15. What does it mean to be human?
This is perhaps the biggest philosophical question of all, both in the story of Blade Runner and human existence in general. After all, what is the real difference between the replicants and their human creators?
Humans are conscious of themselves. They think about the world around them with a level of complexity that, in the real world, remains unmatched. They have emotions and sometimes act on those feelings with a depth of feeling that can be equally beautiful and destructive.
In a philosophical sense, how are the replicants any different? Their obvious distinctions are engineered into them. Their intelligence and abilities, along with their short lifespans and the subsequent emotional stunting, are all products of their artificial creation.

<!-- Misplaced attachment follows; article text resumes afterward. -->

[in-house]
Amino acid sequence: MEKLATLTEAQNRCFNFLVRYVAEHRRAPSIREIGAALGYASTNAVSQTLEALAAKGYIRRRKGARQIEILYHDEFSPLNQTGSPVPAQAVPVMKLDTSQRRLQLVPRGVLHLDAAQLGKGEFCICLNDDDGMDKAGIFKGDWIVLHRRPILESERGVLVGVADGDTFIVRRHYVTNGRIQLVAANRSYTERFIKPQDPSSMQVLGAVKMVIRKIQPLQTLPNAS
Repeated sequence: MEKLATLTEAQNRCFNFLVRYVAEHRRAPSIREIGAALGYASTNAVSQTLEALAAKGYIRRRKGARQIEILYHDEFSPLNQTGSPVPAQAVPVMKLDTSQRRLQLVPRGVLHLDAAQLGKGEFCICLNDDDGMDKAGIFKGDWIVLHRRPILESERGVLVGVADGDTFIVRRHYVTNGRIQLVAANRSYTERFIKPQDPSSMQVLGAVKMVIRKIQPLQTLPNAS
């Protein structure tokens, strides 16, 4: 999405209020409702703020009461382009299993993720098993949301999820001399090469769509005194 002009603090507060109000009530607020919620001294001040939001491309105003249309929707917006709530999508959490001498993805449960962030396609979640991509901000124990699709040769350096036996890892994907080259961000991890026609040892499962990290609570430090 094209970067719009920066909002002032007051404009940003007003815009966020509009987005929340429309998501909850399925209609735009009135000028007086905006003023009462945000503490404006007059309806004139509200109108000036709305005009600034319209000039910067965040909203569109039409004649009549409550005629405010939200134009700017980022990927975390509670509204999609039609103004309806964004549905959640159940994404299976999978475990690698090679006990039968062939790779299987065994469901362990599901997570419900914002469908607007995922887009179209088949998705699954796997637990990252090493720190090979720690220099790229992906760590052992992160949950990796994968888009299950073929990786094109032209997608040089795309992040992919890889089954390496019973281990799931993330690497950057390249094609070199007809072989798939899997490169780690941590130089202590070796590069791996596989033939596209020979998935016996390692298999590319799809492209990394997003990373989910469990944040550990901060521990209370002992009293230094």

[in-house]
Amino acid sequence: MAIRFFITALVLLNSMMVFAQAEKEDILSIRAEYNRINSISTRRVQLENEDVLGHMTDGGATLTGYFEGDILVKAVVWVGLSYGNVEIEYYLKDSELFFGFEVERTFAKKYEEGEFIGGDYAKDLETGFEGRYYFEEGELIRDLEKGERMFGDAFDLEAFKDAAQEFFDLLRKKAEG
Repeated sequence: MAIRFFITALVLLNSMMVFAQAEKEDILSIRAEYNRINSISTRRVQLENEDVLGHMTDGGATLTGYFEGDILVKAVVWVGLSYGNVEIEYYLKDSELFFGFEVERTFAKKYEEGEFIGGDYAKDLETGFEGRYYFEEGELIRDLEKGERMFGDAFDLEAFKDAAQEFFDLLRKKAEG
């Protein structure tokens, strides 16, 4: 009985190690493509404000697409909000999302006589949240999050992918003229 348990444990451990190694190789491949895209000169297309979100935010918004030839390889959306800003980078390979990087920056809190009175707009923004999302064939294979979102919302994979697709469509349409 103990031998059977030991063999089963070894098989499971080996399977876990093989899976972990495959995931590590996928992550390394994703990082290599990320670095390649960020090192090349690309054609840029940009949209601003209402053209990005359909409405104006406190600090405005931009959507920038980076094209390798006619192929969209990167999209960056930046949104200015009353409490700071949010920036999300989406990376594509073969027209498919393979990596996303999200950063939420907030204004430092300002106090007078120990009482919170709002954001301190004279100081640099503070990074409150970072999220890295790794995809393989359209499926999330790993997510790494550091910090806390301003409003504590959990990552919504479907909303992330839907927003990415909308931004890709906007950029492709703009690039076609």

Yet, they are terribly self-aware of their limitations. In some cuts of the film, Batty finally confronts Tyrell, his remote and treacherous creator. “I want more life, f—er,” he says, one of the only times someone curses in the film. Other cuts replace it with the word “father”.
What human wouldn’t feel the same rage and despair when facing their own quickly approaching death? The replicants sin just like us, and sometimes try to do good, too – remember that Batty both tries to kill Deckard and also saves him in the final act of the film.
Ultimately, it may be that little lies between us and the replicants, other than a few accidents of time and science. This may be the realization that gives Blade Runner some of its biggest heft and has helped it become such a long-beloved legend.